I have recently been looking to buy a good Dutch Oven that will last a while, and I am a little lost since there is so many options at many different price points.

I recall a few years ago I bought a cheap cast iron skillet and it was terrible, the season wouldn't last, the finish was very rough, and the edges of the pan to the bottom were not smooth which made washing very difficult; all of that was solved when I just bought a more expensive, brand name skillet.

Is the same true for dutch ovens? I find many options on Amazon for under $100, but there are also ones by Staub and Le Creuset up to $700; and ofcourse there are options at every price in between. They all seem to have the same weight in the specifications so I would assume the classic heavy lid is not a factor, would appreciate any insight into what accounts for this price variation, and if it is a notable factor.

  • 2
    I see you're in the UK from your profile. Periodically Lidl & Aldi do no-brand cast iron that is almost indistinguishable from premium brand… except for the price & iron handles not wood. Recent example, Le C frying pan 160, Aldi 20. Guess which I got;)
    – Tetsujin
    Commented Feb 17, 2021 at 11:06
  • In my city staub/zwilling have a store where they sell cocottes with some slight manufacturing defects (e.g. a tiny piece of dust got caught by the paint on the outside). These pots are sold for about 50% off. I have not checked if this exists online or in other cities.
    – sev
    Commented Feb 18, 2021 at 12:20
  • you got lucky if a cheap one does as well as a high quality one long term. Especially the enamel can start cracking quickly on cheaply made stuff. And often the handles aren't heat insulated on them, making handling more difficult when hot.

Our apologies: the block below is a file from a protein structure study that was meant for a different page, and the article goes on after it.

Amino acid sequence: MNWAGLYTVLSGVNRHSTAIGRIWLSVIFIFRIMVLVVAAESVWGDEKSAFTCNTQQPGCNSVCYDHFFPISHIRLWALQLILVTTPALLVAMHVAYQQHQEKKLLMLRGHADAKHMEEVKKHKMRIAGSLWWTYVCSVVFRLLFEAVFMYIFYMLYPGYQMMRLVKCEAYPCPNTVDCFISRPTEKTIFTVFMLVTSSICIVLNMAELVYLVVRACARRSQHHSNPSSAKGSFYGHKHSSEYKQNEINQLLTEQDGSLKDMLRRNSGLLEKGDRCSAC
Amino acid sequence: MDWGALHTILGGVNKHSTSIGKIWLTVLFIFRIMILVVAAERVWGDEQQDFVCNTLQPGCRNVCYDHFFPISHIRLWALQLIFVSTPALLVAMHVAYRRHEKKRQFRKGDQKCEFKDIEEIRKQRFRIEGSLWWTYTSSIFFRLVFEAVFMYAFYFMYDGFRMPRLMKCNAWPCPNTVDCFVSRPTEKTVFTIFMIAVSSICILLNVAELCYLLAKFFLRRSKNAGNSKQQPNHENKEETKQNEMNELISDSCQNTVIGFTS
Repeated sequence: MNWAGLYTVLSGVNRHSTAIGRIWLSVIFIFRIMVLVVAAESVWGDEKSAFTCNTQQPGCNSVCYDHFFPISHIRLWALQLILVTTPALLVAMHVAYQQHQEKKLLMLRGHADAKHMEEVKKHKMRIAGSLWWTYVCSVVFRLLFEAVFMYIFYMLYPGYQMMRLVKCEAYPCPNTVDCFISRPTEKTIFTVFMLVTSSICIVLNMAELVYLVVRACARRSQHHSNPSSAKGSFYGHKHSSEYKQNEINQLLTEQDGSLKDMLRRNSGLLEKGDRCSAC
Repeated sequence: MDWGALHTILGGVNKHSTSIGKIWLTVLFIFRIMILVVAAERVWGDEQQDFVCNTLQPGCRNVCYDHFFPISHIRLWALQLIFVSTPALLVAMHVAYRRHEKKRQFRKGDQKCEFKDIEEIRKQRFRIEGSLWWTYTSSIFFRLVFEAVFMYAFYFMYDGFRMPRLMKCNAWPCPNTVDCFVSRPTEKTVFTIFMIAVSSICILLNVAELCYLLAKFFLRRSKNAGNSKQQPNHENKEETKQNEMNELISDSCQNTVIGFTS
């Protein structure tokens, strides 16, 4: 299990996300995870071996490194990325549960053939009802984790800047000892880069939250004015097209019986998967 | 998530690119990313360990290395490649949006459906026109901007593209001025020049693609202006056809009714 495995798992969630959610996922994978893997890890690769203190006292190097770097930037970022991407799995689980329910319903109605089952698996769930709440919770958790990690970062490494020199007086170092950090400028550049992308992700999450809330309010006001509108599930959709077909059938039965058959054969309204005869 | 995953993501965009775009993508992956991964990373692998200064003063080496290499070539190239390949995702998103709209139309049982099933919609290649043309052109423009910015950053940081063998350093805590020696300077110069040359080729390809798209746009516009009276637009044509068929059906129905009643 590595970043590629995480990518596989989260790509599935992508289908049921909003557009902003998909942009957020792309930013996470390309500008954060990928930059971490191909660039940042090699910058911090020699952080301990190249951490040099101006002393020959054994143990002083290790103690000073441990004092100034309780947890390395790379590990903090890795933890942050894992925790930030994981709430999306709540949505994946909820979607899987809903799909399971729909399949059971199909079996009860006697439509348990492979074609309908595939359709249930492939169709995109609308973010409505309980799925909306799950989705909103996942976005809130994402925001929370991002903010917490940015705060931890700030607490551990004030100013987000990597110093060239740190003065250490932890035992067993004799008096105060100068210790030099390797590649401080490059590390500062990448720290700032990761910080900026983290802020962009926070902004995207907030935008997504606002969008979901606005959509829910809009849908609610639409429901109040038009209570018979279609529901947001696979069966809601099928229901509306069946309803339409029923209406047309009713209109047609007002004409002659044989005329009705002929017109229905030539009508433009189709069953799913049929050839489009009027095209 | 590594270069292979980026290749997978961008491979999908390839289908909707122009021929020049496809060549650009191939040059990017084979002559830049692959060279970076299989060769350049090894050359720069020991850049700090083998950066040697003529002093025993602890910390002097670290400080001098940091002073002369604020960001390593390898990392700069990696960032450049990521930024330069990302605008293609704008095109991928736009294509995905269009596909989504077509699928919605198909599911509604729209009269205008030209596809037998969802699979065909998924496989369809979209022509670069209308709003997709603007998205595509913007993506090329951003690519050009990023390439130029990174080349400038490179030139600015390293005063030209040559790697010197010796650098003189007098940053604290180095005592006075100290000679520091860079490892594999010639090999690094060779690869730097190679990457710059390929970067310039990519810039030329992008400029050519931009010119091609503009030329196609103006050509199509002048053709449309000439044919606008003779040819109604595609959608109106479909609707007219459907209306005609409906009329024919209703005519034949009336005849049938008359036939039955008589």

– jwenting
    Commented Mar 18, 2022 at 9:18

1 Answer 1


I have owned many brands of cast iron and ceramic coated pans, here's the factors I've seen that effect the price:

  • Quality of materials: better quality coatings last longer and give better results
  • Refinement: some brands are more aesthetically pleasing, better designed, and have better finish than others. Some of these refinements may improve the cooking experience, some may just be looks
  • Name: This is a huge factor these days, some brands like Le Creuset have hiked up their prices enormously in the past decade to the point they are absolutely eye watering, yet their products haven't changed in design or quality

Of all these it's name that seems to have the biggest effect on price. I have some Le Creuset that I bought or got as gifts some time back, and I have since bought some department store branded ones (Linea, House of Frasier's own brand) which are 1/3 of the price. The department store ones look good, deliver good results and wear just as well as the Le Creuset ones. There are many brands to choose from, it's worth doing some research on what's available around you before you spend money.

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